While traveling through the USA, you have several possibilities for staying overnight. Depending on what you are looking for, all amenities, free campsites, quiet spot, easy access, connection with local people, there is something for everyone and for every RV.
Those campgrounds are privately managed. Prices vary depending on the amenities available such as firepits, showers, laundry facilities, playground, pools, etc. You can easily find those campgrounds on Google and make reservations.
National Parks Services manages a large numbers of campgrounds located in all their parks. In high season, reservations are highly recommended because spots tend to fill up fast. Those campgrounds have prime location to explore the parks and are usually very affordable. Amenities might include electricity, water, dump and laundry facilities.
BLM (Bureau of Land Management) or the US Forest Services managed large parts of land in the USA and have dedicated space for people to enjoy wild camping or boondocking. Those spots are usually free but cannot be reserved. Some might have firepits and picnic tables. You can usually stay for up to 14 days.
HH is a network of over 1000 wineries, breweries, distilleries, farms, museums, and other unique locations where you can park for the night for free. The membership to this network is $79/year and gives you access to all the contact information for each one of those places. Those places host you for free hoping in exchange you might buy some of their products. Some places might allow you to park in the middle of their orchard while other will only offer you a spot on their parking lot. Depending on the type of places, you can have a tour of the farm or museums, and enjoy locally grown food or beverage.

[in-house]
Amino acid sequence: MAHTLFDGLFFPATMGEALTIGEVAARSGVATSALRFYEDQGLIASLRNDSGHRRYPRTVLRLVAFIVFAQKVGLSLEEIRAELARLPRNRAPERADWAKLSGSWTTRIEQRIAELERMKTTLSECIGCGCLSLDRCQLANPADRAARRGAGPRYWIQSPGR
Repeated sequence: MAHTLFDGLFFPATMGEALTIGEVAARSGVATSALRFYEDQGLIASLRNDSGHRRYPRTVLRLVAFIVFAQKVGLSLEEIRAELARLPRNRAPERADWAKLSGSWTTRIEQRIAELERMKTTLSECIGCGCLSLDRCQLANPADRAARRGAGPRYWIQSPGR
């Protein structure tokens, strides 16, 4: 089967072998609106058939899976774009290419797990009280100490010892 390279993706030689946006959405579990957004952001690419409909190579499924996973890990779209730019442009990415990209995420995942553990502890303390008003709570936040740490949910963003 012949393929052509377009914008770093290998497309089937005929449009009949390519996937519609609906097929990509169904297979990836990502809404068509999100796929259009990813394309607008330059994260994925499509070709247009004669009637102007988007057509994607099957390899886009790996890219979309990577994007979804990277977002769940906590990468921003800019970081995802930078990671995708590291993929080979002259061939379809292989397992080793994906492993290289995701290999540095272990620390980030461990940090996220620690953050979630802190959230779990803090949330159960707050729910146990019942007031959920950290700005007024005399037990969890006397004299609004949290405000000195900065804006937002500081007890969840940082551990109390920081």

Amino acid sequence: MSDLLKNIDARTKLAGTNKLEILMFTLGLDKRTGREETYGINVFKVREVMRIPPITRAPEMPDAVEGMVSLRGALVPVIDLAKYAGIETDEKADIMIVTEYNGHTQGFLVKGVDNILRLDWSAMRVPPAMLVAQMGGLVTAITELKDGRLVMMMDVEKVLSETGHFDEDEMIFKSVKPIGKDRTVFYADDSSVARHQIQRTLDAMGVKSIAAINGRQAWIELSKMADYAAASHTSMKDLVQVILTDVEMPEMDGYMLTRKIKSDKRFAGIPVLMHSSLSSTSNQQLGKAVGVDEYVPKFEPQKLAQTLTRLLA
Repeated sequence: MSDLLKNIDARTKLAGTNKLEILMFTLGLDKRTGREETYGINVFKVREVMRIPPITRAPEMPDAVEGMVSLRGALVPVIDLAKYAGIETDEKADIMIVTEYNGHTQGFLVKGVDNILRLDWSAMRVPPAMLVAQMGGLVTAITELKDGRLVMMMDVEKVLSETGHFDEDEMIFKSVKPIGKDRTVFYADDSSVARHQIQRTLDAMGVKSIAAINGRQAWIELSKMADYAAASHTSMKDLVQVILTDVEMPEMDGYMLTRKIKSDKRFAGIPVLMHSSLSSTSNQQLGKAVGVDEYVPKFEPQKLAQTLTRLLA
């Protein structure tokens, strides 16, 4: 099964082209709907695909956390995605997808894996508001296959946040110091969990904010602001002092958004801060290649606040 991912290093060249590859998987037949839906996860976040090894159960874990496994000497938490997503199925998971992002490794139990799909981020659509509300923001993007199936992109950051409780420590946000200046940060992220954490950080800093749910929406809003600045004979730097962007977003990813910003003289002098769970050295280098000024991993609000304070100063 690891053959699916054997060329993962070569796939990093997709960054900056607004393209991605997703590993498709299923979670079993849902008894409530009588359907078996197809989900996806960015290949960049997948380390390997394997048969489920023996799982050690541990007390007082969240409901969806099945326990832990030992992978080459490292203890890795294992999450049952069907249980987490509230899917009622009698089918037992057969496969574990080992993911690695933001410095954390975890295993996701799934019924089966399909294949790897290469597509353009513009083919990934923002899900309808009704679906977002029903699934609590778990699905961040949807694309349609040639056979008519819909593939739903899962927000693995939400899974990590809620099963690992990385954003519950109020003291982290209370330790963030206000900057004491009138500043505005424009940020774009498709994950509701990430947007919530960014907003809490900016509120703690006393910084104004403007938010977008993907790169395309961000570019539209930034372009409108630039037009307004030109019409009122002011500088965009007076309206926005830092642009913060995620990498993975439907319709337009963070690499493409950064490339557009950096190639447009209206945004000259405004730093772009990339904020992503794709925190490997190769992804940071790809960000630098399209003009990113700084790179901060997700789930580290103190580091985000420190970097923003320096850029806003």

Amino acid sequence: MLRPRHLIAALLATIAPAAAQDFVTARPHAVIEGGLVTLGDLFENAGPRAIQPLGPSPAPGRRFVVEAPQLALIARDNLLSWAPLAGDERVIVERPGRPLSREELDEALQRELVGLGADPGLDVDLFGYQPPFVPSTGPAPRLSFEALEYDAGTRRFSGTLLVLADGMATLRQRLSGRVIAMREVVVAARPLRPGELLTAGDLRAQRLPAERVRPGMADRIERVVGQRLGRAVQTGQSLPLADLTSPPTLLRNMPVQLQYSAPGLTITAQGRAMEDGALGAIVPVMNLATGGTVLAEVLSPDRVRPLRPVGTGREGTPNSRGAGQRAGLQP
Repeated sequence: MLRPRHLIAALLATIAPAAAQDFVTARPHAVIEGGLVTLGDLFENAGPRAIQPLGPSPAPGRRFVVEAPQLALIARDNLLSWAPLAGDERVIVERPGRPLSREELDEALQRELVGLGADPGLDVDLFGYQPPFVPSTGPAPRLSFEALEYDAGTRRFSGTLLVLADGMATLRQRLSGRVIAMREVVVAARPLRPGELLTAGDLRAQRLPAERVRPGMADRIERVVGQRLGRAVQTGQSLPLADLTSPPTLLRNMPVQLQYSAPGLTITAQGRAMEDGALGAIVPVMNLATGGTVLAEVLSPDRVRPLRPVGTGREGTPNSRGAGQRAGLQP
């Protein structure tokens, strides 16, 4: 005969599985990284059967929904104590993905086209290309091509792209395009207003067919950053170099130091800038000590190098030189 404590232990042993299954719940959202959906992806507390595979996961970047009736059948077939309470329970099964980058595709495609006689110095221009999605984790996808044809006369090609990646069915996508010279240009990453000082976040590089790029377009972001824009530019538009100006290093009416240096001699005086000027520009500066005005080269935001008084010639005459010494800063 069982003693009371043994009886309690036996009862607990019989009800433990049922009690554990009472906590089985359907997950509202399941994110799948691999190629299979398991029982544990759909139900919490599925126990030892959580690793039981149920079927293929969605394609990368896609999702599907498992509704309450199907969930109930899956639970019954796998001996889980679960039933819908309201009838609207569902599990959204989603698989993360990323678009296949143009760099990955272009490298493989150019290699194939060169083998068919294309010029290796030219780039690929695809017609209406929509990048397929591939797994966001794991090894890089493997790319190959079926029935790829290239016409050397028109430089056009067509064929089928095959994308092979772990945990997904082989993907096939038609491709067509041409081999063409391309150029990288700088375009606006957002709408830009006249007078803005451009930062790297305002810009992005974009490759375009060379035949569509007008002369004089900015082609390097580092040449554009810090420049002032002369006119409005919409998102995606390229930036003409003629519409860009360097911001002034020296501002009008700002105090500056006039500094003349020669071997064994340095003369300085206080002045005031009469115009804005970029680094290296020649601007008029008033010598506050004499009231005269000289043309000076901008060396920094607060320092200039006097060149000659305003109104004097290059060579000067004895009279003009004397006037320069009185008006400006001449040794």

This website is a community of fellow RVers that allow you to stay for free on their property. It’s a great way to meet local people while traveling and get advice on what to do and where to go. Some hosts even offer to their guests water, electricity and/or dump! The membership is $50 per year ($25 if you are also a host).
Camping on the parking lots of some of those stores is allowed depending on the county that they are located in. We recommend that you call the store ahead of time just to confirm. No one likes to be waken up in the middle of the night and asked to leave. Definitely not the most glamorous spot you will find, but this might be a great way to catch some sleep while on a long road trip. We usually use those places when we know we are going to arrive late and leave early. You probably don’t want to spend your entire afternoon on a Wal-Mart parking lot…
Some examples of applications and/or websites that can help you find a campsite or a place to stay overnight while you are traveling. Listings include free and paid options. We personally use those all the time, because it gives you a good idea of the possible campsites around you. Some towns in the USA have a free campground for people to enjoy and you will find them on those websites. Users can leave reviews and pictures for each site. They are very informative on how to get there, what type of RVs can access it or not, is it safe, clean, quiet, etc.
When choosing a campsite, we recommend that you think of the type of experience you want to have and the level of autonomy of your RV. Staying at a free campsite for several days with no amenities requires you to be fully autonomous, and monitor and conserve your electrical and water supply.
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